Friday, February 1, 2013

Blog Post #3

Blog Critique 

The student I was assigned to comment on did not post their blog on time, so I chose to comment on Ashley Showels' blog. Her post was amazing! It was so organized and well thought out and I truly enjoyed reading it. It is obvious to me that she took the time and put a lot of effort into making her post. I did not notice any grammatical or punctuation mistakes.  I told her by commenting on her second blog assignment.
 Great job, Ashley!

Peer Editing

When peer editing a blog, there are three things that should be remembered to be an efficient editor. First, compliment the writer on their blog. Find something that you like or agree with and let them know. Second, make suggestions to help improve their blog, like possible word choices and details that may make it better. Always be specific when making suggestions. Lastly, if needed, make corrections on grammar, sentence structure and punctuation. Always remember to stay positive when peer editing. Like the golden rule, critique how you would want to be critiqued. Being hateful, mean or forceful is never the approach one should take when making corrections or suggestions. It is very discouraging and can be embarrassing if one is tearing apart another's work.

The video about the top ten peer review mistakes was adorable!I learned that there is no need to be overly picky, pushy or rude. The point of editing your peer's work is to help improve their writing skills so they can perform better. It's also best to be positive and encouraging when making suggestions and corrections. Being specific is key when making corrections because generalizing will not help peer's be more successful. When peer editing, it's best you use an "inside voice" instead of loudly

Assistive Technologies

The Mountbatten is an amazing tool! It allows blind students to have immediate feed back both audibly and tactically  As they braille on the machine, it tells them what is being typed out as well are writing it in braille. The machine saves data and can send information to computers where it can be translated into written language and then passed off to students for peer editing. I think the Mountbatten would be a great tool to have in my future classroom, especially if I were to have a blind student in my class. It would help them feel more involved with the activities going on in the class and make them feel included instead of giving them a different assignment.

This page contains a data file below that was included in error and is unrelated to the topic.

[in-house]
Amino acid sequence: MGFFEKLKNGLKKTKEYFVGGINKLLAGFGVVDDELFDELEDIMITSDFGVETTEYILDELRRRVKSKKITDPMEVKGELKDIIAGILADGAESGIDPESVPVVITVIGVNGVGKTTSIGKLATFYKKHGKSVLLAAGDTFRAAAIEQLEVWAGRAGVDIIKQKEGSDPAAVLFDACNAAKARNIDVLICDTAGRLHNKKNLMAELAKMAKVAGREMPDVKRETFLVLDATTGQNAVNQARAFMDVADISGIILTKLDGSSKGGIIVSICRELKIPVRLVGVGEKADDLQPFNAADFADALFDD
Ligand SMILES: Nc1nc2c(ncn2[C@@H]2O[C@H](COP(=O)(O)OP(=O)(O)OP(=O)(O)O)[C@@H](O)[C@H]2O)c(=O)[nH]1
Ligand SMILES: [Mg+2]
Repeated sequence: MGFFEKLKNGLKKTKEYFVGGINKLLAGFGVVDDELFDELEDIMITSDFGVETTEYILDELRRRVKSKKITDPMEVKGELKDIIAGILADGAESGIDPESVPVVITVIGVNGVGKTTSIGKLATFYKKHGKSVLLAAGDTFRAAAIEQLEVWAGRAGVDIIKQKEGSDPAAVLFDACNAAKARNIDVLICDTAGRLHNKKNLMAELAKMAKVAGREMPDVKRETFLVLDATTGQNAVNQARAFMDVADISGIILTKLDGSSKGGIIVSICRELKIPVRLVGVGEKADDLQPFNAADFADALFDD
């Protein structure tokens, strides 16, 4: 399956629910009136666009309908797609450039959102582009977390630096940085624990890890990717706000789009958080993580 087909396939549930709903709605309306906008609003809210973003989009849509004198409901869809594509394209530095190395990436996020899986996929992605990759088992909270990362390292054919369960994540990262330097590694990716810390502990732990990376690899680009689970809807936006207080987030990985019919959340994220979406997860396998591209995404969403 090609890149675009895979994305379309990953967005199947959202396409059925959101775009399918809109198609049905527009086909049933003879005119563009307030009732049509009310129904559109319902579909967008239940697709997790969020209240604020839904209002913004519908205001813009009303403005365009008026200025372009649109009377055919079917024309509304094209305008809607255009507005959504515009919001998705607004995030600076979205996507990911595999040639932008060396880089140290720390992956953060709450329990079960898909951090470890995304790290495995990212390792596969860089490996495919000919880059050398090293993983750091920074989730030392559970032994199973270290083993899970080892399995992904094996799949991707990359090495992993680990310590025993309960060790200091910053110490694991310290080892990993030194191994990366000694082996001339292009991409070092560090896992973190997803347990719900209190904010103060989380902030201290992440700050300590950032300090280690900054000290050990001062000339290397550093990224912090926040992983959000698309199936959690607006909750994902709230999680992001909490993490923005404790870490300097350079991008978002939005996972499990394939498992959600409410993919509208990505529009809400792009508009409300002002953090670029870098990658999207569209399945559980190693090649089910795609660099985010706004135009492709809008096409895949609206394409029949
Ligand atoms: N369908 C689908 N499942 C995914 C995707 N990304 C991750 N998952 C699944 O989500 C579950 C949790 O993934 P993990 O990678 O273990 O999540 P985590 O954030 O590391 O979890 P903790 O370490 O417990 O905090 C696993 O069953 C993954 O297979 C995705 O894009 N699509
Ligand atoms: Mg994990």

As a future educator, I'm sure that at some point in my career I will cross paths with a student that is visually or hearing impaired. As pointed out in Teaching Math to the Blind, blind students are very limited to scientific careers because of not being able to have a stable foundation in math. With that being said, I'm sure not every blind child is incapable of math. I would say it is just more difficult for them because they are not able to see how problems are set up, and braille does not set up math problems properly. The grid shown in the video was absolutely fascinating to me. The blocks had visual and braille numbers on them, so a teacher could watch and help, if needed, and as the student would place the block on the grid, the computer would read the number aloud and tell the student which column it was in, so the student could set the problem up in column formation and proceed with steps to complete the problem. How brilliant is that?! The professor in the video said that the grid could help a student through at least basic Algebra, but even still, it's making innovations that blind students have not had before now and opening doors for them and ideas for new technologies to take them further. I would love to get my hands on a device like that for my future classroom.

iPad usage for the blind was an interesting video. I didn't know Apple had set up in iPads to help the blind. The iPad spoke aloud and as the person dragged their finger across the screen, it would read out what they were touching. My favorite part on the presentation was when the man opened up the books on his iPad and it began reading them aloud to him. I loved the idea of having these technologies available for future students who are impaired. My only concern would be if the devices reading everything aloud would be disruptive to the other students in the classroom.

                                                                         Google Images

Vicki Davis

"I believe every child can learn, but where children have trouble is when they only have paper and only have pencils and only certian children will succeed." - Vicki Davis

I think Vicki Davis is brilliant in her methods of teaching. I love how she gives her students the opportunity to help teach the material and exposes her students to the world of technology and the educational world. She is opening their minds to a whole new world of opportunity.


  1. Hey Brittney! You seem to have a great grasp on all the topics covered in this blog assignment. I love the way you write! It makes it very interesting to read. I can tell you spent a lot of time on it. I really appreciate how you used a quote from Vicki Davis. All of the parts to the blog assignment are very detailed and won't leave the reader with unanswered questions. Keep up the great work!

  2. I loved Vicki Davis also! She was really inspiring, and some things that she said made me have an "ah ha" moment. I agree that the Mountbatten was pretty awesome! Sometimes I can't believe things like that exists. I'm so happy that disable children and adults are getting the point of having normalcy. On my blog I wrote that the ladies voice on the Ipad was just bad...And would be a total distraction to everyone including me. Maybe once it's upgraded they will give her a more peasant voice!